Under 810 ILCS 5/9 et seq., goods sent from one party (consignor; often manufacturer) to another party (consignee; a merchant) will only qualify as a consignment under and be governed by Article 9 of the Uniform Commercial Code if the goods are delivered to a merchant for the purpose of sale, are valued in excess of $1,000 and are not be consumer goods in the hands of the person making delivery to the merchant. Furthermore, the merchant must deal in goods of the kind under his own name and not that of the consignor, the merchant cannot be an auctioneer and the merchant cannot generally be known by its creditors to be substantially engaged in selling goods of others in order to qualify.
If the transaction does not meet the definition of consignment under Article 9, either because the consignment is of consumer goods, the merchant does not qualify under the Code or the aggregate value of the goods is less than $1,000, Article 9 of the Uniform Commercial Code is not applicable. If Article 9 does not apply, then the consignor is not offered the protections of the Uniform Commercial Code and the consignor cannot obtain and perfect a purchase-money security interest in the consignor’s inventory.
Under the Uniform Commercial Code, inventory is defined as a kind of secured property that is fungible and changes over time. As old inventory is sold or used and new inventory is purchased, the whole of the goods still remains inventory regardless of when it is acquired. That is important to note because once a creditor perfects a security interest in a debtor’s inventory, all after-acquired inventory falls under that originally perfected security interest. This means that a creditor’s security interest in a debtor’s inventory can be broadly identified as inventory without having to specify what is exactly contained within that description and can cover after-acquired goods.
The reason it is important to understand the definition of inventory and what a creditor’s security interest in the inventory of a debtor means in relation to consigned goods is because of the potential affect it could have on the consignor’s inventory in the hands of a consignee. If the consignee is a debtor to a creditor who has perfected a security interest in the consignee’s inventory prior to the consignor delivering its goods to the consignee, the creditor could potentially obtain a security interest in the consignor’s goods as inventory of the consignee/debtor. That creditor’s perfected security interest in the consignee’s inventory could ultimately affect the ability of the consignor to have its goods returned from the consignee or to receive payment from the consignee for goods sold under the consignment arrangement.
Therefore, in order for a consignor to have lien priority over of an existing creditor with a perfected security interest in the consignee’s inventory, the consignor must: (1) have a perfected purchase-money security interest in consigned goods prior to the time the consignee receives possession of the property by filing a UCC-1 financing statement; (2) must send notice of the intended delivery to the creditor with a perfected security interest in the consignee’s inventory; (3) the creditor with a perfected security interest in the consignee’s inventory must receive the notice within five years before the consignee receives possession of the property; and (4) the notice must tell the creditor with a perfected security interest in the consignee’s inventory that the consignor intends to acquire a purchase-money security interest in its inventory and must describe the inventory to be sold by the consignee.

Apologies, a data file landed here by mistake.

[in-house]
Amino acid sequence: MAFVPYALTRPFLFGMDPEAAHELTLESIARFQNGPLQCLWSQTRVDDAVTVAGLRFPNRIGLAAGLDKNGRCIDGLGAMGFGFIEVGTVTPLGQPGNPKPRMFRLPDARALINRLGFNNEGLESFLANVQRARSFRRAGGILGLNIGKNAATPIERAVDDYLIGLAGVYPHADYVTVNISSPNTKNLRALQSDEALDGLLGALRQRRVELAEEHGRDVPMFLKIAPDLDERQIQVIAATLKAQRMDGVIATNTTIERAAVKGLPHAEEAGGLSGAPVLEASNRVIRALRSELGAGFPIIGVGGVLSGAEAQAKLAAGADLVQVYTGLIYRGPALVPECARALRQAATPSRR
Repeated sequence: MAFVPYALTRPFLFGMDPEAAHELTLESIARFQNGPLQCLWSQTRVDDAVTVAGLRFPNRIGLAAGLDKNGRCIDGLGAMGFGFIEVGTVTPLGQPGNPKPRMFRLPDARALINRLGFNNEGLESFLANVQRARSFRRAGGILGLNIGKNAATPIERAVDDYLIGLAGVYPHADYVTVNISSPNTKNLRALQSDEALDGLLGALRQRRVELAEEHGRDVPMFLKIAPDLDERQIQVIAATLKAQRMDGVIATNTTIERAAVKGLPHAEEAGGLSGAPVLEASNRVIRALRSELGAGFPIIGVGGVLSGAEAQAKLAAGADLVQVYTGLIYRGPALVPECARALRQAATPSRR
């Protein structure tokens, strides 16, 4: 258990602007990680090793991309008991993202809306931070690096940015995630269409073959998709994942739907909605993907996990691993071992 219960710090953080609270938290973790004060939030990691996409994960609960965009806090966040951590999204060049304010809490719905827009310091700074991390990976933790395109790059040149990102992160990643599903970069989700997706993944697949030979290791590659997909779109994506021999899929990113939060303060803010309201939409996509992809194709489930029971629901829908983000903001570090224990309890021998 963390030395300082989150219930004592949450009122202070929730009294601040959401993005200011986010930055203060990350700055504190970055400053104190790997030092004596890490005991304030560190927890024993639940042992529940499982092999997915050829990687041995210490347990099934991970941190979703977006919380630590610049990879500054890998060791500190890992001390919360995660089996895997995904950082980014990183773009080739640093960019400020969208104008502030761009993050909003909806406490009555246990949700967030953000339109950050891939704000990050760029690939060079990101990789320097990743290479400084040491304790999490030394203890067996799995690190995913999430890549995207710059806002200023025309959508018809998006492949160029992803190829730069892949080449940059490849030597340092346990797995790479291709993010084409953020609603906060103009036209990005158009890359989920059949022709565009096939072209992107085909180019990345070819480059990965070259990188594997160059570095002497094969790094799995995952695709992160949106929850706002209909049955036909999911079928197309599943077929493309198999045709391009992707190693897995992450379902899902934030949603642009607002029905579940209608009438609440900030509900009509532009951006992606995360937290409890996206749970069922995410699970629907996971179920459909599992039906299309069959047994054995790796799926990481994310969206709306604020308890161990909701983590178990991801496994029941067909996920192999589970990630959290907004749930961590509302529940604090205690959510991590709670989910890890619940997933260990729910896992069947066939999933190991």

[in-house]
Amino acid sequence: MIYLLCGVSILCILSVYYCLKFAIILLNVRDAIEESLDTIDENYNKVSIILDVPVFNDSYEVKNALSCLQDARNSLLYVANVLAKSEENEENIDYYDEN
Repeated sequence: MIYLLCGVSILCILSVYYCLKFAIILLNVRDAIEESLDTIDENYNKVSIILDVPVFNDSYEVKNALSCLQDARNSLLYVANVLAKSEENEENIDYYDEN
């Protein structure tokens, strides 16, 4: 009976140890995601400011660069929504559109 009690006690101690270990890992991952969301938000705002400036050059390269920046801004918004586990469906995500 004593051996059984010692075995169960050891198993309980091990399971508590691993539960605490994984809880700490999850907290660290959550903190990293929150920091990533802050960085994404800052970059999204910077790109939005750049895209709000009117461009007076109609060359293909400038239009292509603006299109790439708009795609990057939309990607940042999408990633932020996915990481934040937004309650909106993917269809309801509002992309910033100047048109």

Typically under Article 9 of the Uniform Commercial Code, the filing place for the UCC-1 financing statement (a nationally required form) is the state where the debtor is located. The consignor must submit two (2) copies of the financing statement with a self-addressed stamped envelope. One will be filed at the filing office of the state and the second will be returned to the consignor as an acknowledgement copy. Forms should be typed in 12 point font, Times New Roman style type and in all capital letters. The alternative designation section in line item 5 of the UCC-1 financing statement should be checked in the consignee/consignor box when filing it in connection with consignment agreements. The consignor’s and consignee’s signatures are not required on the UCC-1 financing statement filed with the state, as it is the responsibility of the consignor to ensure it has all the proper legal documentation to prove its interest in the consignment inventory.
Under the Uniform Commercial Code, a financing statement is effective for five (5) years after the date of filing. The effectiveness of a filed financing statement lapses on the expiration of the period of its effectiveness (5 years from date of original filing) unless a continuation statement is filed before the end of the five (5) year period. A continuation statement may be filed only within six (6) months before the expiration of the five (5) year period. Upon the timely filed continuation statement, the effectiveness of the initial financing statement continues for a period of five (5) years commencing on the day on which the financing statement would have become ineffective in the absence of the continuation statement filing (e.g. ten 10 years from the original filing date).
The Uniform Commercial Code Division (UCC) serves as the state repository for financing statements regarding security interests in Illinois. Illinois charges a filing fee of $20.00 for all written financing statements.